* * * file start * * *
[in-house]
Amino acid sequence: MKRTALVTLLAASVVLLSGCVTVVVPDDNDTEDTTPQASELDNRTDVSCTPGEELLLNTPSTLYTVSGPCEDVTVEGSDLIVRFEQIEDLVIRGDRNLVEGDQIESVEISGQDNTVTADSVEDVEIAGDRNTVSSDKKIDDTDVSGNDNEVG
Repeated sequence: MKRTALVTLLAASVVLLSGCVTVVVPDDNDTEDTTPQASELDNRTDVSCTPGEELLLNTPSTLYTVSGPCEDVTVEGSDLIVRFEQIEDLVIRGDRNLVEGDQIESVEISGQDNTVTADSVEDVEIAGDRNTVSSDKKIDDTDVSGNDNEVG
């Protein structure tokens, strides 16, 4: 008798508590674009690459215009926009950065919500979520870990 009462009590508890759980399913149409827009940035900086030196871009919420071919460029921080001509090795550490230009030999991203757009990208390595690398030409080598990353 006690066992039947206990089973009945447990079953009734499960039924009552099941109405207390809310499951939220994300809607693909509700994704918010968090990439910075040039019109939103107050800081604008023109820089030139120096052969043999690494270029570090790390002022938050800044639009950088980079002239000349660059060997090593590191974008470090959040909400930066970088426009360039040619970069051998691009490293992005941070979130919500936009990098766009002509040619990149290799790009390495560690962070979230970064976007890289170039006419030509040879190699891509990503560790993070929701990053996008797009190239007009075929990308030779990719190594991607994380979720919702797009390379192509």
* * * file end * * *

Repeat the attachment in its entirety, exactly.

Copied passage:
[in-house]
Amino acid sequence: MKRTALVTLLAASVVLLSGCVTVVVPDDNDTEDTTPQASELDNRTDVSCTPGEELLLNTPSTLYTVSGPCEDVTVEGSDLIVRFEQIEDLVIRGDRNLVEGDQIESVEISGQDNTVTADSVEDVEIAGDRNTVSSDKKIDDTDVSGNDNEVG
Repeated sequence: MKRTALVTLLAASVVLLSGCVTVVVPDDNDTEDTTPQASELDNRTDVSCTPGEELLLNTPSTLYTVSGPCEDVTVEGSDLIVRFEQIEDLVIRGDRNLVEGDQIESVEISGQDNTVTADSVEDVEIAGDRNTVSSDKKIDDTDVSGNDNEVG
């Protein structure tokens, strides 16, 4: 008798508590674009690459215009926009950065919500979520870990 009462009590508890759980399913149409827009940035900086030196871009919420071919460029921080001509090795550490230009030999991203757009990208390595690398030409080598990353 006690066992039947206990089973009945447990079953009734499960039924009552099941109405207390809310499951939220994300809607693909509700994704918010968090990439910075040039019109939103107050800081604008023109820089030139120096052969043999690494270029570090790390002022938050800044639009950088980079002239000349660059060997090593590191974008470090959040909400930066970088426009360039040619970069051998691009490293992005941070979130919500936009990098766009002509040619990149290799790009390495560690962070979230970064976007890289170039006419030509040879190699891509990503560790993070929701990053996008797009190239007009075929990308030779990719190594991607994380979720919702797009390379192509």